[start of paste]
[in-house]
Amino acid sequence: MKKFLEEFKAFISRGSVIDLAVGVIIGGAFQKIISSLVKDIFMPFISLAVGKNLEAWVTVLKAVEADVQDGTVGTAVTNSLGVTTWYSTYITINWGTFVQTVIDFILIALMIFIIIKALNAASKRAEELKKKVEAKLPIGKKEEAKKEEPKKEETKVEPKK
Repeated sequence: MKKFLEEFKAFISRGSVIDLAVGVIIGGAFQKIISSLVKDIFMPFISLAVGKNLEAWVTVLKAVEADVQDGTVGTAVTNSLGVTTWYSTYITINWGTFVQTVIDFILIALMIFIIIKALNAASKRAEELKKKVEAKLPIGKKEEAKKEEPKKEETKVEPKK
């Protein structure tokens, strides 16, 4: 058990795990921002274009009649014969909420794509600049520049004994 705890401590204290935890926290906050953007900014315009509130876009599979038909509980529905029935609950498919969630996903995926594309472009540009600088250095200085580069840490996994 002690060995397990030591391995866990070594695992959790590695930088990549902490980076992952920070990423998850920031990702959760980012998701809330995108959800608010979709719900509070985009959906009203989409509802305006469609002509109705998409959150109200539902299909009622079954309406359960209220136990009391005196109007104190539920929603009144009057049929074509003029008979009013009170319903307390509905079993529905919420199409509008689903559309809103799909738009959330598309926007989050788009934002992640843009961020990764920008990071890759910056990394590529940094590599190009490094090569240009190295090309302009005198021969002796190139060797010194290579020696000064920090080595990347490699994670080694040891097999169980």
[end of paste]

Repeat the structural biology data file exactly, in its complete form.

[in-house]
Amino acid sequence: MKKFLEEFKAFISRGSVIDLAVGVIIGGAFQKIISSLVKDIFMPFISLAVGKNLEAWVTVLKAVEADVQDGTVGTAVTNSLGVTTWYSTYITINWGTFVQTVIDFILIALMIFIIIKALNAASKRAEELKKKVEAKLPIGKKEEAKKEEPKKEETKVEPKK
Repeated sequence: MKKFLEEFKAFISRGSVIDLAVGVIIGGAFQKIISSLVKDIFMPFISLAVGKNLEAWVTVLKAVEADVQDGTVGTAVTNSLGVTTWYSTYITINWGTFVQTVIDFILIALMIFIIIKALNAASKRAEELKKKVEAKLPIGKKEEAKKEEPKKEETKVEPKK
């Protein structure tokens, strides 16, 4: 058990795990921002274009009649014969909420794509600049520049004994 705890401590204290935890926290906050953007900014315009509130876009599979038909509980529905029935609950498919969630996903995926594309472009540009600088250095200085580069840490996994 002690060995397990030591391995866990070594695992959790590695930088990549902490980076992952920070990423998850920031990702959760980012998701809330995108959800608010979709719900509070985009959906009203989409509802305006469609002509109705998409959150109200539902299909009622079954309406359960209220136990009391005196109007104190539920929603009144009057049929074509003029008979009013009170319903307390509905079993529905919420199409509008689903559309809103799909738009959330598309926007989050788009934002992640843009961020990764920008990071890759910056990394590529940094590599190009490094090569240009190295090309302009005198021969002796190139060797010194290579020696000064920090080595990347490699994670080694040891097999169980």